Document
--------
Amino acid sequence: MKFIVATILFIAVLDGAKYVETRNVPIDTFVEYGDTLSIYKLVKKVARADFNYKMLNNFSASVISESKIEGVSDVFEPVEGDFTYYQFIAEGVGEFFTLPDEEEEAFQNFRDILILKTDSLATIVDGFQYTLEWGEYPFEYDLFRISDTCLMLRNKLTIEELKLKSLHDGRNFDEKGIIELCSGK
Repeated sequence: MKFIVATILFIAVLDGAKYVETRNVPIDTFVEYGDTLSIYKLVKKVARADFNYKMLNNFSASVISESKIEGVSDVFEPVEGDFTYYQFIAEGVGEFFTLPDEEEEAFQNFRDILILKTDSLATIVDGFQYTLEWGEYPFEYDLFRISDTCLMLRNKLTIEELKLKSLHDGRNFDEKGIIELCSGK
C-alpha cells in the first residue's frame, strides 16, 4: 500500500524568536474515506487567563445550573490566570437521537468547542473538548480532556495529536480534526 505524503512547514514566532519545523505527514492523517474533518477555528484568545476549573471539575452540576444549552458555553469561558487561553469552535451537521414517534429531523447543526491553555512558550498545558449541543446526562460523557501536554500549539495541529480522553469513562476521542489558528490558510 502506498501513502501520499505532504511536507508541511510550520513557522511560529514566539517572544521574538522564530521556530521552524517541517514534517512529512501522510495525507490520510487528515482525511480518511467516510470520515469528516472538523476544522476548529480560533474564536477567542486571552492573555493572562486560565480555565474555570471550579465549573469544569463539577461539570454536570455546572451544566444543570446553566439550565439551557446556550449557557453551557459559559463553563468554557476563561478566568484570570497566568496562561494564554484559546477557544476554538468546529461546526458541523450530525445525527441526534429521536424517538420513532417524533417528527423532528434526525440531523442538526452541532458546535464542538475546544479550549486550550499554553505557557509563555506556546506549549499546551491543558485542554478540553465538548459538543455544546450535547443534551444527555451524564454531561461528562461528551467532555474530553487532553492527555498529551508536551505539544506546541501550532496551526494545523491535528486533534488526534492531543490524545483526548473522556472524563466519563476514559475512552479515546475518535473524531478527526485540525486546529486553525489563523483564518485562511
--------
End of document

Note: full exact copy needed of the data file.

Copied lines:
Amino acid sequence: MKFIVATILFIAVLDGAKYVETRNVPIDTFVEYGDTLSIYKLVKKVARADFNYKMLNNFSASVISESKIEGVSDVFEPVEGDFTYYQFIAEGVGEFFTLPDEEEEAFQNFRDILILKTDSLATIVDGFQYTLEWGEYPFEYDLFRISDTCLMLRNKLTIEELKLKSLHDGRNFDEKGIIELCSGK
Repeated sequence: MKFIVATILFIAVLDGAKYVETRNVPIDTFVEYGDTLSIYKLVKKVARADFNYKMLNNFSASVISESKIEGVSDVFEPVEGDFTYYQFIAEGVGEFFTLPDEEEEAFQNFRDILILKTDSLATIVDGFQYTLEWGEYPFEYDLFRISDTCLMLRNKLTIEELKLKSLHDGRNFDEKGIIELCSGK
C-alpha cells in the first residue's frame, strides 16, 4: 500500500524568536474515506487567563445550573490566570437521537468547542473538548480532556495529536480534526 505524503512547514514566532519545523505527514492523517474533518477555528484568545476549573471539575452540576444549552458555553469561558487561553469552535451537521414517534429531523447543526491553555512558550498545558449541543446526562460523557501536554500549539495541529480522553469513562476521542489558528490558510 502506498501513502501520499505532504511536507508541511510550520513557522511560529514566539517572544521574538522564530521556530521552524517541517514534517512529512501522510495525507490520510487528515482525511480518511467516510470520515469528516472538523476544522476548529480560533474564536477567542486571552492573555493572562486560565480555565474555570471550579465549573469544569463539577461539570454536570455546572451544566444543570446553566439550565439551557446556550449557557453551557459559559463553563468554557476563561478566568484570570497566568496562561494564554484559546477557544476554538468546529461546526458541523450530525445525527441526534429521536424517538420513532417524533417528527423532528434526525440531523442538526452541532458546535464542538475546544479550549486550550499554553505557557509563555506556546506549549499546551491543558485542554478540553465538548459538543455544546450535547443534551444527555451524564454531561461528562461528551467532555474530553487532553492527555498529551508536551505539544506546541501550532496551526494545523491535528486533534488526534492531543490524545483526548473522556472524563466519563476514559475512552479515546475518535473524531478527526485540525486546529486553525489563523483564518485562511